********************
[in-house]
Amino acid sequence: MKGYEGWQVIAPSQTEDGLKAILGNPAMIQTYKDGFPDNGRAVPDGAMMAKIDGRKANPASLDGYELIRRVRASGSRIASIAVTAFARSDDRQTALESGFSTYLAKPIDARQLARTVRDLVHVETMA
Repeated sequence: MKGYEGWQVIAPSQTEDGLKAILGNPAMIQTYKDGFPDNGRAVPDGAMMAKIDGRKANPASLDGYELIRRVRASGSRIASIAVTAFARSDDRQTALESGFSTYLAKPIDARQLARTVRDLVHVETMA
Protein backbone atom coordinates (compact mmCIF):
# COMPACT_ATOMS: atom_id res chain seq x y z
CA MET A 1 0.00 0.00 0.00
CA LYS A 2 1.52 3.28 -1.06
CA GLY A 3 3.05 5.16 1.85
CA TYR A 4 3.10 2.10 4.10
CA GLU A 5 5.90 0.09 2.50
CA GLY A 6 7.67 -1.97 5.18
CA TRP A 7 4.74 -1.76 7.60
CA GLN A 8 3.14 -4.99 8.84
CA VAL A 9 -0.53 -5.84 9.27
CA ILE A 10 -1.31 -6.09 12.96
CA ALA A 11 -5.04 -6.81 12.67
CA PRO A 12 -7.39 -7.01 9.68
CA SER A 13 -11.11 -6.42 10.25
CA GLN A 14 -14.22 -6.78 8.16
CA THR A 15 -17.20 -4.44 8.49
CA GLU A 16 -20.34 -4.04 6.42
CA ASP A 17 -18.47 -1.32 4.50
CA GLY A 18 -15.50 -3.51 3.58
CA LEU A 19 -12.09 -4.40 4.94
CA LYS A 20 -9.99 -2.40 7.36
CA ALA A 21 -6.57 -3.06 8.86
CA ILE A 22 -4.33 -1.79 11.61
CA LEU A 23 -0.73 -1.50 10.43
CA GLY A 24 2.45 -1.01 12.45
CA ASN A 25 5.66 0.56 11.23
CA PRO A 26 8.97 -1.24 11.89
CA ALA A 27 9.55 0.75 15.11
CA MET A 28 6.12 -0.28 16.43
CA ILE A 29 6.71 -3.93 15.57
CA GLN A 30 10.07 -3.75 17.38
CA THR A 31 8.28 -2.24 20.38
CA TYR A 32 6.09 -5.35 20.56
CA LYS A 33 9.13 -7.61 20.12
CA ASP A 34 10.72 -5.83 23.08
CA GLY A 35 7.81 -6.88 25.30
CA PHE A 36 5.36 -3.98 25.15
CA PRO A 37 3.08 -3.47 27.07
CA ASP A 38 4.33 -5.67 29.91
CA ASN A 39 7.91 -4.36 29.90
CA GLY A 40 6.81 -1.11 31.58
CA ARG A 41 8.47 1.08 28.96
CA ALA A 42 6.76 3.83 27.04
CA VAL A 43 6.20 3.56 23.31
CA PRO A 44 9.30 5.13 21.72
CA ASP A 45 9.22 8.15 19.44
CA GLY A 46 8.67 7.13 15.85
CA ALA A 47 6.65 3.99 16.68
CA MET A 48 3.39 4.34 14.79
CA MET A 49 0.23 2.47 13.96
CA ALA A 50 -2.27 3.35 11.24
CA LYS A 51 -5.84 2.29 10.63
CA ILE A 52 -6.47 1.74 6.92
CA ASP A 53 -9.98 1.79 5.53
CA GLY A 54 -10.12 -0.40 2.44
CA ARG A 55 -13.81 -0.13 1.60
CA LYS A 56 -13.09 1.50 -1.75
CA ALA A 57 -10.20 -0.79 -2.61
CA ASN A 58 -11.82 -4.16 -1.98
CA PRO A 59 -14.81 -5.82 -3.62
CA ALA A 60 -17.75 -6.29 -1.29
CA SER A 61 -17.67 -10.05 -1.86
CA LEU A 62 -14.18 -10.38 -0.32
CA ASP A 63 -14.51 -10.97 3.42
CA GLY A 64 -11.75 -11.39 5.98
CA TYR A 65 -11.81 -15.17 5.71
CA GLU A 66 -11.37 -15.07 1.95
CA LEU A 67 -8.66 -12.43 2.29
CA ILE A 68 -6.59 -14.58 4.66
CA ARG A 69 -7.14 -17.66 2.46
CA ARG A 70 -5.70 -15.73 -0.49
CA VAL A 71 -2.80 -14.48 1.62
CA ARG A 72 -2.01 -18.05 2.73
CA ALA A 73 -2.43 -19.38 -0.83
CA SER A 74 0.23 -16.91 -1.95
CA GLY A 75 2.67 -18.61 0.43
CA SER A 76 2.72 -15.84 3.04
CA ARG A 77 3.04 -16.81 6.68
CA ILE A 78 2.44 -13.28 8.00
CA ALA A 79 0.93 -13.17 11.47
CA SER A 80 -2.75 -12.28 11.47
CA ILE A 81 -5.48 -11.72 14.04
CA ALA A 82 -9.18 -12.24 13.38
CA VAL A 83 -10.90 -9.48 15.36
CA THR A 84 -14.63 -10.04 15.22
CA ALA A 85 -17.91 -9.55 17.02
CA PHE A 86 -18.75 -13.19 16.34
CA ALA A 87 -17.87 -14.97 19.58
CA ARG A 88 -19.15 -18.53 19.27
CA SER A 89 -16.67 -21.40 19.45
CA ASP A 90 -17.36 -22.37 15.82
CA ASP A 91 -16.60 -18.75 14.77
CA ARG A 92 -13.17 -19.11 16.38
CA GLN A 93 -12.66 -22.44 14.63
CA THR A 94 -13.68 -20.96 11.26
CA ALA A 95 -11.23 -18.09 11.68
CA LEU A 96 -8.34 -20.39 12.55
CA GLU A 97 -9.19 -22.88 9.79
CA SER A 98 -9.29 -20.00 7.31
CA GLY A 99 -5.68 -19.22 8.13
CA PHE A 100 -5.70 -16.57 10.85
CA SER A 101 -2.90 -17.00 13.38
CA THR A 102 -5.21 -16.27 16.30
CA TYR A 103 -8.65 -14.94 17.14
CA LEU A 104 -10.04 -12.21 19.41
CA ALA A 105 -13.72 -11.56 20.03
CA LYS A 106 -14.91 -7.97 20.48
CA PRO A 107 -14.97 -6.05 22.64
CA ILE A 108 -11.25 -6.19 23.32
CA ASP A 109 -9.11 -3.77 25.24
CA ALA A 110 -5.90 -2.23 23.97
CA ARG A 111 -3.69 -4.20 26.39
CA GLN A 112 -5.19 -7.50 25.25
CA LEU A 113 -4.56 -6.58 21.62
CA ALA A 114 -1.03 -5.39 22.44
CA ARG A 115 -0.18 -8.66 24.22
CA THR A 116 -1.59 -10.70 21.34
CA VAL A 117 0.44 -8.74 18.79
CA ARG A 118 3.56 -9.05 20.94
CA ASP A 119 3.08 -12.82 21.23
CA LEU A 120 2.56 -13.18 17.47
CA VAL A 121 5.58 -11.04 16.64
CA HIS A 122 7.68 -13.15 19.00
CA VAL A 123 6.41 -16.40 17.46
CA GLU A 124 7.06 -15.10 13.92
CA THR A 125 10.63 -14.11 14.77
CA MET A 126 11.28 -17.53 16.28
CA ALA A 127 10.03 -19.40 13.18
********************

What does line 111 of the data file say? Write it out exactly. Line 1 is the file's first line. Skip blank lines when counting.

CA LYS A 106 -14.91 -7.97 20.48